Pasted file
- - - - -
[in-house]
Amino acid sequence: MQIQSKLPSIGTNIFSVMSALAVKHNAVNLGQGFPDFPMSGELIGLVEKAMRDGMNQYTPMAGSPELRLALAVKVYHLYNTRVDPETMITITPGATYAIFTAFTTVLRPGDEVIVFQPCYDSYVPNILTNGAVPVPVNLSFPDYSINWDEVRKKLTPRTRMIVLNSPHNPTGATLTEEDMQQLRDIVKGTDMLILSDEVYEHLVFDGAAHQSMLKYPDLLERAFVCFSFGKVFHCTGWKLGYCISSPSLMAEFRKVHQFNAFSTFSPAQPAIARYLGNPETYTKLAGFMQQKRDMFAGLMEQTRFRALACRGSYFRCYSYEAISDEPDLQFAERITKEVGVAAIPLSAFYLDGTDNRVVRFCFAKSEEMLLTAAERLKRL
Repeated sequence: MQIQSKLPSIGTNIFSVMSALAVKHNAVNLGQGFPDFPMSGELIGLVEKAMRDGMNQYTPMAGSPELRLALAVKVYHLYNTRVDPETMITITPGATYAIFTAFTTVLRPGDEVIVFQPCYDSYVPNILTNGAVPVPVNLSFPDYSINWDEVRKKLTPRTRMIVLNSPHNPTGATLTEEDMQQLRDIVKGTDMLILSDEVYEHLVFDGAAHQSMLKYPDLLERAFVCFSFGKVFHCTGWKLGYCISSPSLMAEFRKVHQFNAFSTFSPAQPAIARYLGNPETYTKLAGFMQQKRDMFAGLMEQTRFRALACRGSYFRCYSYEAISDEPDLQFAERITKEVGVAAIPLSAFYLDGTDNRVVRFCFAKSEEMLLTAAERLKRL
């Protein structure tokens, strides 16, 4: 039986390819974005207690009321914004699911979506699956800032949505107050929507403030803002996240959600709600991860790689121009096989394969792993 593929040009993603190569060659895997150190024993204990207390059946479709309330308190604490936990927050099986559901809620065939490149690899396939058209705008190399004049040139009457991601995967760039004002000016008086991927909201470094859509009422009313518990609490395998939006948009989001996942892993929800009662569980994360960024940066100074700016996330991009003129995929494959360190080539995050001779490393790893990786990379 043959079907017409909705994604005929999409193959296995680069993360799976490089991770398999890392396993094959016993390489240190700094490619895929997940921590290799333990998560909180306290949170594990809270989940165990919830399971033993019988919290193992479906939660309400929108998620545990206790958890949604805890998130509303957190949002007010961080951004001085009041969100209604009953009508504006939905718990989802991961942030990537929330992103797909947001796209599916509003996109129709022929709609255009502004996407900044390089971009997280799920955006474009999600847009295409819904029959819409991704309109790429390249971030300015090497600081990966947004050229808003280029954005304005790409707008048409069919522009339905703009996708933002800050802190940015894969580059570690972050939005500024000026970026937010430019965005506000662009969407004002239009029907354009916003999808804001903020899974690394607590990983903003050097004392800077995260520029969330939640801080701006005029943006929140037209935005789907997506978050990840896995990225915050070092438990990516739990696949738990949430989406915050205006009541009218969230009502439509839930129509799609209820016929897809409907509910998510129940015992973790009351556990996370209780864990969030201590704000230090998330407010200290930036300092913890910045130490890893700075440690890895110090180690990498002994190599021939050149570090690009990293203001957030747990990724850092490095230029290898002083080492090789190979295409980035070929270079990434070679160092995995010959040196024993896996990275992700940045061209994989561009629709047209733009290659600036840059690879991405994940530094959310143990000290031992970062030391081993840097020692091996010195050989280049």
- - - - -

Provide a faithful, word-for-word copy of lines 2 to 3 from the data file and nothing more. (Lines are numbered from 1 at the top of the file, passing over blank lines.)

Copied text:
Amino acid sequence: MQIQSKLPSIGTNIFSVMSALAVKHNAVNLGQGFPDFPMSGELIGLVEKAMRDGMNQYTPMAGSPELRLALAVKVYHLYNTRVDPETMITITPGATYAIFTAFTTVLRPGDEVIVFQPCYDSYVPNILTNGAVPVPVNLSFPDYSINWDEVRKKLTPRTRMIVLNSPHNPTGATLTEEDMQQLRDIVKGTDMLILSDEVYEHLVFDGAAHQSMLKYPDLLERAFVCFSFGKVFHCTGWKLGYCISSPSLMAEFRKVHQFNAFSTFSPAQPAIARYLGNPETYTKLAGFMQQKRDMFAGLMEQTRFRALACRGSYFRCYSYEAISDEPDLQFAERITKEVGVAAIPLSAFYLDGTDNRVVRFCFAKSEEMLLTAAERLKRL
Repeated sequence: MQIQSKLPSIGTNIFSVMSALAVKHNAVNLGQGFPDFPMSGELIGLVEKAMRDGMNQYTPMAGSPELRLALAVKVYHLYNTRVDPETMITITPGATYAIFTAFTTVLRPGDEVIVFQPCYDSYVPNILTNGAVPVPVNLSFPDYSINWDEVRKKLTPRTRMIVLNSPHNPTGATLTEEDMQQLRDIVKGTDMLILSDEVYEHLVFDGAAHQSMLKYPDLLERAFVCFSFGKVFHCTGWKLGYCISSPSLMAEFRKVHQFNAFSTFSPAQPAIARYLGNPETYTKLAGFMQQKRDMFAGLMEQTRFRALACRGSYFRCYSYEAISDEPDLQFAERITKEVGVAAIPLSAFYLDGTDNRVVRFCFAKSEEMLLTAAERLKRL